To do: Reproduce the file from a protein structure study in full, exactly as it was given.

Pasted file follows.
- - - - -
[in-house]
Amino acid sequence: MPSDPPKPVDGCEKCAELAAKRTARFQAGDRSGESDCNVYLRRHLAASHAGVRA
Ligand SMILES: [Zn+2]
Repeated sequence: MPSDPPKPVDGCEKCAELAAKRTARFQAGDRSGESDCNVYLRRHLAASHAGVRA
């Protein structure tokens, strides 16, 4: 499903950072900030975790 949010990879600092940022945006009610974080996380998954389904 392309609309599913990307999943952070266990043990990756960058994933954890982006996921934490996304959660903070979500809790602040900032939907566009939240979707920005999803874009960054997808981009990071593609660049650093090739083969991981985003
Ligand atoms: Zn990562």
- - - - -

[in-house]
Amino acid sequence: MPSDPPKPVDGCEKCAELAAKRTARFQAGDRSGESDCNVYLRRHLAASHAGVRA
Ligand SMILES: [Zn+2]
Repeated sequence: MPSDPPKPVDGCEKCAELAAKRTARFQAGDRSGESDCNVYLRRHLAASHAGVRA
């Protein structure tokens, strides 16, 4: 499903950072900030975790 949010990879600092940022945006009610974080996380998954389904 392309609309599913990307999943952070266990043990990756960058994933954890982006996921934490996304959660903070979500809790602040900032939907566009939240979707920005999803874009960054997808981009990071593609660049650093090739083969991981985003
Ligand atoms: Zn990562």